y5aw - Copy the following 5 words. Think "Yank 5 (around) words". I'm using a instead of i because y5iw would consider spaces as "words" too, so for example, the string "I have a cow" would need y7iw to grab it correctly.

c2w - Delete 2 words from the current cursor position. Think "change 2 words".

c2aw - Delete 2 words, including spaces Around the current word. Think "change 2 around word(s)".

c2iw - Delete 2 words, but doesn't include the spaces after the current word (Better use "a" than "i" in most cases). Think "change 2 inside word(s)".

dw - Cuts the current word. Think "delete word"

d$ - Cuts everything after the cursor, until the end of the line. ($ is strange to memorize, but it can be remapped to something more meaningful).

dis - Delete inside sentence. Greedy! Will cut everything from the last "." to the next one.

vaw ~ switch upper/lowercase in current word. Think "Visual(select) around word".

t( - Jumps the cursor to the next "(" in the current line. Think "'til (".

dt( - Delete everything from the cursor until the next "(". Think "delete 'til (".

fC caw - Jump-to the next "C", and then delete the whole word. Think "Forward to C, change around word".

d:36 - Will Cut everything from the cursor, until the 36th line. Think "delete until 36"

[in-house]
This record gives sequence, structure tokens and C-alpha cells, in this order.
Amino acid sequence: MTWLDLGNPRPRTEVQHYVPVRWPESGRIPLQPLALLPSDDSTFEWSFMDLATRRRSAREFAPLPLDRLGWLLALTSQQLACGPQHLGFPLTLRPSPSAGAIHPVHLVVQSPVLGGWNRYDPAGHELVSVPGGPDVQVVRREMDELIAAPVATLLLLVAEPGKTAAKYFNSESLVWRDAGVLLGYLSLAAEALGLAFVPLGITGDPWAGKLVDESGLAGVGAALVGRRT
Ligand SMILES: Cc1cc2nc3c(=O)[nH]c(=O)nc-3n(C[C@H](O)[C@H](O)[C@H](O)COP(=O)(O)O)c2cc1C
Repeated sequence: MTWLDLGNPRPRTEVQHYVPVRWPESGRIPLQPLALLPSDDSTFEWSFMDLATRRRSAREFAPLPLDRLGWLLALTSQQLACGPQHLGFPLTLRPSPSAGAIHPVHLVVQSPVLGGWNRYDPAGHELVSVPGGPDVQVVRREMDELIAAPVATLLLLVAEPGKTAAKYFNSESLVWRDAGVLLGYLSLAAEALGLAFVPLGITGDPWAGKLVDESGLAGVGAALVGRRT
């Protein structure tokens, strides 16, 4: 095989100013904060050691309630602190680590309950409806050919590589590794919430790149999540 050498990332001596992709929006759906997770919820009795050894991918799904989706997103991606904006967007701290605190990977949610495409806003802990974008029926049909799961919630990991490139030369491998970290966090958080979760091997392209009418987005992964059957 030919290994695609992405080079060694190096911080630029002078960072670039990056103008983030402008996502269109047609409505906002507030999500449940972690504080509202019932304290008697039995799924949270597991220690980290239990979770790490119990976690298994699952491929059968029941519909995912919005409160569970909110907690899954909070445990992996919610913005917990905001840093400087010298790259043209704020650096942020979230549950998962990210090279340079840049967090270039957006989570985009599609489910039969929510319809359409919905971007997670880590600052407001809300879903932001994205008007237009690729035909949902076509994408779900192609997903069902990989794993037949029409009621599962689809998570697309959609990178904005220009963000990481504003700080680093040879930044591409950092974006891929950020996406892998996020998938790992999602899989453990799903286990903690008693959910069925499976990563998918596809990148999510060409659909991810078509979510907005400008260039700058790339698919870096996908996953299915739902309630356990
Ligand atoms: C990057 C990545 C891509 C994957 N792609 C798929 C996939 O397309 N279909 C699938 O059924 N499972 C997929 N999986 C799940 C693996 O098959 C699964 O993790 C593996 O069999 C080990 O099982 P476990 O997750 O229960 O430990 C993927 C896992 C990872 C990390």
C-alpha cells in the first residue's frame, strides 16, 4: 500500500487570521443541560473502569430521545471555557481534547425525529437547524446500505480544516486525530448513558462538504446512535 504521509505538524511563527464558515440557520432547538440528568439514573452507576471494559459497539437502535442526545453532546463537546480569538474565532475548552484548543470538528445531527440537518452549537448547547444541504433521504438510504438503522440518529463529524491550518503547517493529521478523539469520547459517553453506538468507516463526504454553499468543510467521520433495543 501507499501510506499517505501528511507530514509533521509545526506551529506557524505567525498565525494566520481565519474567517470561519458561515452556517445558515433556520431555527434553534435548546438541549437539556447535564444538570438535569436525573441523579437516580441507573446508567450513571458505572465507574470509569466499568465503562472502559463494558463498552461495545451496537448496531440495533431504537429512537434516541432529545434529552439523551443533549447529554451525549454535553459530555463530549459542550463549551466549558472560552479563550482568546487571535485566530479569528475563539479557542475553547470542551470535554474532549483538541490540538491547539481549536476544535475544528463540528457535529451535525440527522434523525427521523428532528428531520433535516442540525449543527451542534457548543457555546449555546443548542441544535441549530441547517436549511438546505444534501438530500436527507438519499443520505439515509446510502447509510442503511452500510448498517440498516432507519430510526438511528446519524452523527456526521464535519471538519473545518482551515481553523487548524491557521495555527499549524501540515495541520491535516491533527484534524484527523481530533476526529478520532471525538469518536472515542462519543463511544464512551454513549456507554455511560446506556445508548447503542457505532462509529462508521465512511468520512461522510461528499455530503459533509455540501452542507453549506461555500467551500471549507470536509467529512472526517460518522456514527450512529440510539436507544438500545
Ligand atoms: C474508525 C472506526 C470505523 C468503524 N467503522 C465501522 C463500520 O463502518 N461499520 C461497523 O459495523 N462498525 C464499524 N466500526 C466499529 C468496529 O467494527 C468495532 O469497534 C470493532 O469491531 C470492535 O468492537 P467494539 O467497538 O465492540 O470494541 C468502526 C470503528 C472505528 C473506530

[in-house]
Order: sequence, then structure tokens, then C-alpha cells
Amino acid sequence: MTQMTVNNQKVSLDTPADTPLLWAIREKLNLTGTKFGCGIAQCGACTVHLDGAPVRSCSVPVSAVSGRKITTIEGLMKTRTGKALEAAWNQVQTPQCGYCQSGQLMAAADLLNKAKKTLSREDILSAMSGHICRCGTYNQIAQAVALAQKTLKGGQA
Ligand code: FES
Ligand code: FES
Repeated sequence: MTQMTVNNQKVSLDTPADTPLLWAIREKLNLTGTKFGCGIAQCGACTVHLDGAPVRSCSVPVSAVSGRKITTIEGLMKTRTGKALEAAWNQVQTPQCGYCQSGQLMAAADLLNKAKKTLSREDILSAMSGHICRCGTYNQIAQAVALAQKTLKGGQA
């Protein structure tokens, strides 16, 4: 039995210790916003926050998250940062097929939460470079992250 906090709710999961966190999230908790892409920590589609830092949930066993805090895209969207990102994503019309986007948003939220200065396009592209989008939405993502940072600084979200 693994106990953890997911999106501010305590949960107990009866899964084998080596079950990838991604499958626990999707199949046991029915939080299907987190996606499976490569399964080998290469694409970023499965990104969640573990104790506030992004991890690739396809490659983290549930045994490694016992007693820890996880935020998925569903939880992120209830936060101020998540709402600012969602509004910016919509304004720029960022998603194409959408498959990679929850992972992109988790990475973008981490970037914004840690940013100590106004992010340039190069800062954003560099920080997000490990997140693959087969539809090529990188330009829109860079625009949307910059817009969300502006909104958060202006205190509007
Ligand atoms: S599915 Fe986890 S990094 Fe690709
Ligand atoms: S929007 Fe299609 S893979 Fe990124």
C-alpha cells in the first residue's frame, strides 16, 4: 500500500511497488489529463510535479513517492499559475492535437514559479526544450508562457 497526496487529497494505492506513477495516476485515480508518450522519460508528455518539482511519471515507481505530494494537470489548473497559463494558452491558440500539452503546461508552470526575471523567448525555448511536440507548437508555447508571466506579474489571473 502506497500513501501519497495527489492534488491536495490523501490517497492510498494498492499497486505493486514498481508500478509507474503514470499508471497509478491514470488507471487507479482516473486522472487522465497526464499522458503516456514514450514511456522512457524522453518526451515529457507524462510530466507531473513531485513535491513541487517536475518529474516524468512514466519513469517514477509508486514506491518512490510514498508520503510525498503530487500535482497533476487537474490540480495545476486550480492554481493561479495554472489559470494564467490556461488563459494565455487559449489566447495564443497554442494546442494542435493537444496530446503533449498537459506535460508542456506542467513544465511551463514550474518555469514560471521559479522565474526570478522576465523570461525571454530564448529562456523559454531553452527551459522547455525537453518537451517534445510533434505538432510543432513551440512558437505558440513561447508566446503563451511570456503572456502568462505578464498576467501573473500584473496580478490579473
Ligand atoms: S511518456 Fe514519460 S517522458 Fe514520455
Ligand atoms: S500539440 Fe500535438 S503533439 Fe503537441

Inside tags in programming:

da} - Delete everything inside {} (Including brackets) when coding. We don't need to be positioned at the initial "{".

di} - Delete everything inside {}, excluding brackets.

ca} / ci} - Same as before, but it enters "insert" mode after deletion.


The most basic macros process there is:

  • qz ("q" starts recording and "z" is the name of the macros; it could be a,b, etc.)

  • start doing stuff

  • q (Stop recording)

  • @z (Start this macros once)

  • Or :%:normal %z will repeat the macros until the end of the file.

File navigation

:e <tab> - Start navigating files in cwd with \<tab\>. Current work needs to be saved or discarded before opening a new file. :pwd - Print CWD.

Mapping keys

It can be done temporarily by just typing the mappings but for it to be permanent we need to edit the vimrc file

Use: <mapping command> <old> <new>


:map $ ' - It will add ' as a new command for $ or End-of-line in normal mode. It depends on the keyboard Layout, but I tested it in one which has 0 next to ' so in this case it made sense to map together End-of-line and Beginning-of-line.

:inoremap jk <Esc> Mapping in insert mode: Instead of switching to normal mode with Esc, type jk. The default key delay is ~1s. I've seen people using ;; instead, or jj. It depends on what combination is easier to remember and type, and what is most unlinkely to be typed in text, given one's language.

ZZ is sometimes already re-mapped by default to ":wq"

Checking the current Vimrc file

:e $MYVIMRC - ~/.vimrc is not always the initialization script, so checking the MYVIMRC variable is sometimes a good idea when working under a new environment.

Backup, backup, backup

And for basic usage, this is enough. Once some muscle memory is developed, we can speed up and trim down precious minutes of work with Vim. This quick reference covered the most basic usage, but it can grow in complexity almost infinitely (Check references if you want to go deeper).

...So yeah, there's A LOT Vim can do.